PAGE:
8:00 pm *The Grapes of Wrath* (1940) dir. John Ford, starring Henry Fonda, Fox, 129 min. Premiere


*Lee Patrick*

10:15 pm *Visit to a Small Planet* (1960) dir. Norman Taurog, starring Jerry Lewis, Paramount, 85 min. Premiere

11:45 pm *Now, Voyager* (1942) dir. Irving Rapper, starring Bette Davis, WB, 118 min.

1:45 am *7 Faces of Dr. Lao* (1964) dir. George Pal, starring Tony Randall, MGM, 100 min.

3:30 am *Smiling Ghost* (1941) dir. Lewis Seiler, starring Wayne Morris, WB, 71 min.

4:45 am *Fisherman's Wharf* (1939) dir. Bernard Vorhaus, starring Bobby Breen, RKO, 72 min.


Let the derision begin! ;)

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(Please understand that this is something of a rough draft -- I expected to have much more time to revise and refine it, especially the 'interview' with the guest programmer.)


Programming notes for my schedule:


A good character actor does more than just fill space. Just as you're known by the company you keep, the people who surround the movie's leading man tells a lot about him. If the second-billings are bland, the most-talented star is no more exciting than eating caviar out of a tin can.


TCM devotes one month a year to "Summer Under the Stars," highlighting a single star each day. I've long thought the same sort of recognition should be given to those who rarely, if ever, starred in a movie. An interesting truth, though, is that there are far more great character actors than there are top stars. To accommodate this fact, I scheduled, as far as I was able, half a day to each.


I tried to choose films which showed their diversity. An example of this in Sunday's schedule: in *Suddenly,* James Gleason is brave and crafty, in *The Ex-Mrs. Bradford* he fills a familiar role as a bantering detective, and in *Here Comes Mr. Jordan* he's constantly befuddled and bewildered.


For each actor, I selected a few movies which I felt I had to include to show their range, a few more which were simply brilliant, some that I particularly enjoy, and others that I might need to get the time slots worked out. This meant over twenty films for each one, and I only had room for four to ten. Ouch!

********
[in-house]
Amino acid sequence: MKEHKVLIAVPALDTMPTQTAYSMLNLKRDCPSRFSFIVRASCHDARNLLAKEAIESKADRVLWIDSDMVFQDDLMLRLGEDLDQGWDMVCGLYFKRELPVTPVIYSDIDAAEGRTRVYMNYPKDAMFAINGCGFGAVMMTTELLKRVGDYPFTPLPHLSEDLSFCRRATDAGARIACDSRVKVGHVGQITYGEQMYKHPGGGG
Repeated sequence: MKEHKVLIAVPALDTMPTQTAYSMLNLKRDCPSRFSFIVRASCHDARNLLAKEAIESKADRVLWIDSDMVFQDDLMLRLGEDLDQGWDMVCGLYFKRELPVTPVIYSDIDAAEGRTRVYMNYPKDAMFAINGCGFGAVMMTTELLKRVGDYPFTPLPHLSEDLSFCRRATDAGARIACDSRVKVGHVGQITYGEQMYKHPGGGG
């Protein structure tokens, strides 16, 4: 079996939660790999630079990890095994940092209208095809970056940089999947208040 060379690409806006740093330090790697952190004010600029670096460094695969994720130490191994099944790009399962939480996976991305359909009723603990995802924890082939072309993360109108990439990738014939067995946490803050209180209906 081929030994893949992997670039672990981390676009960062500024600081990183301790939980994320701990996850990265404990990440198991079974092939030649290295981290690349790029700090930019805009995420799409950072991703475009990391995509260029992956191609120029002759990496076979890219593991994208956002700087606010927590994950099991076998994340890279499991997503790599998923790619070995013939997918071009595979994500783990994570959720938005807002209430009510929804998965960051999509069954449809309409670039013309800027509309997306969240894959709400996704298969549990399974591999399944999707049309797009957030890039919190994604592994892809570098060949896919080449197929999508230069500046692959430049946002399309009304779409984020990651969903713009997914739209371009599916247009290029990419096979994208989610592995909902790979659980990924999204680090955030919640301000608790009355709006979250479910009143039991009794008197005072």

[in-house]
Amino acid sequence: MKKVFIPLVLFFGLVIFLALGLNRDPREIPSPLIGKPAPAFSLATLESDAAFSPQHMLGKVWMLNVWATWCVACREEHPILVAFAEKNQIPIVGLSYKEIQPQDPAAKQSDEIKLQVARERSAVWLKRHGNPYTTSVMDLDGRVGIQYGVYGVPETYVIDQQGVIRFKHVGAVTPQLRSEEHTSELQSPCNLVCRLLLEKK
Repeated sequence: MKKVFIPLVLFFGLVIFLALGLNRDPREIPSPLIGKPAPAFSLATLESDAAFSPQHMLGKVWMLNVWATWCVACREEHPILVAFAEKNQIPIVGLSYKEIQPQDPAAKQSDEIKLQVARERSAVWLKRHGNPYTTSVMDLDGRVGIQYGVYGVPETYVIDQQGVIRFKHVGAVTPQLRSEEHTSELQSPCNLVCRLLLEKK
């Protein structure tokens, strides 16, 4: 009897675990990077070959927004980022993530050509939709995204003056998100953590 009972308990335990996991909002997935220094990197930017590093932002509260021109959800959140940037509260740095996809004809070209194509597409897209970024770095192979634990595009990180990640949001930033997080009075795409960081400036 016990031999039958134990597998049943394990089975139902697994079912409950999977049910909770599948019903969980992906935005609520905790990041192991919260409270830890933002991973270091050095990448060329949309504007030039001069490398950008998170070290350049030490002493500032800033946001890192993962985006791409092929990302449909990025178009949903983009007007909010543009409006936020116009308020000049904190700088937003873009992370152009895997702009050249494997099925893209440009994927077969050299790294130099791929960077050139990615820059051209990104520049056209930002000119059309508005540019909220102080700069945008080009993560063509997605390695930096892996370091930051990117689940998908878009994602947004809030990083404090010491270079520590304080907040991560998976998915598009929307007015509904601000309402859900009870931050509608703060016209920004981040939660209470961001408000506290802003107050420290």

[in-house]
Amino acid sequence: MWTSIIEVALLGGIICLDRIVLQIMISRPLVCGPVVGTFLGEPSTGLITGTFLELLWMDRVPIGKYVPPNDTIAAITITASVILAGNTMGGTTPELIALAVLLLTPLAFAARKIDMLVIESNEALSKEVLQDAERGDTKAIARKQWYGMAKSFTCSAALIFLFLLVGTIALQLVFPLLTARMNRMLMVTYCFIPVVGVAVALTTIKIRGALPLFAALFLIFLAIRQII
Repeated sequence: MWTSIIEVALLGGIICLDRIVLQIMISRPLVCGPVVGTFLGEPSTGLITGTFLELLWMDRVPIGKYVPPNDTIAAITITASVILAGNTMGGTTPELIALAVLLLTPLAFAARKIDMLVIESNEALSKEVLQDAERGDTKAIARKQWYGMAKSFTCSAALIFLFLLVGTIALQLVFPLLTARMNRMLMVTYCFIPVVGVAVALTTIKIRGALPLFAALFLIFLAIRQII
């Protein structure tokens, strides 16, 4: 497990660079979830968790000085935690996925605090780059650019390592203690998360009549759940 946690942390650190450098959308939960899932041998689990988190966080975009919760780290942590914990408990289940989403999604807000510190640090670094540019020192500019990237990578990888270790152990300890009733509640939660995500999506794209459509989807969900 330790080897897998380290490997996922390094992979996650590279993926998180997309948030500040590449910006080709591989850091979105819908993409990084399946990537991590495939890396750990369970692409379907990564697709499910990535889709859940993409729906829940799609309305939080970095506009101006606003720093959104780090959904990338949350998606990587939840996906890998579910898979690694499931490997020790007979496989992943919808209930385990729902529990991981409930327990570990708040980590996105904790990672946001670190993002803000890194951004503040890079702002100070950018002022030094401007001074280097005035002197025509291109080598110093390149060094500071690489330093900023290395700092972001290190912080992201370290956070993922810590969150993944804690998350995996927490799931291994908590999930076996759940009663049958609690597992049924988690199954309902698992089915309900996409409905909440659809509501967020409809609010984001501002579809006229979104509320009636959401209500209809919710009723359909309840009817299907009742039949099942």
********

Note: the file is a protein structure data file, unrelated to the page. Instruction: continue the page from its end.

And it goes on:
I also had to completely forgo some wonderful performers because too few of their films are in the acceptable libraries. I could have used all the permitted premieres for any one of a dozen people who sprang to mind, from Binnie Barnes to Wilhelm Bendow to Masayuki Mori.


As I began checking available movies, I was disappointed to see that so many I wanted are going to appear soon, so it looks like I'm cribbing from next month's schedule. :(


Combining "Location!Location!" with Saturday morning series seemed a good idea, especially if the other Saturdays of the month showed detectives in different cities around the world (virtually every sleuth worth their salt has been to San Francisco, Washington D.C., and Paris).


I was reasonably sure that most other entrants would concentrate on 'unlucky' factors for the "13" night and I must admit my first thought was to show a menagerie of black cats. A newspaper article about a local moonshiner gave me the idea for "13 Dry Years," particularly since prohibition/bootleggers is always a popular theme.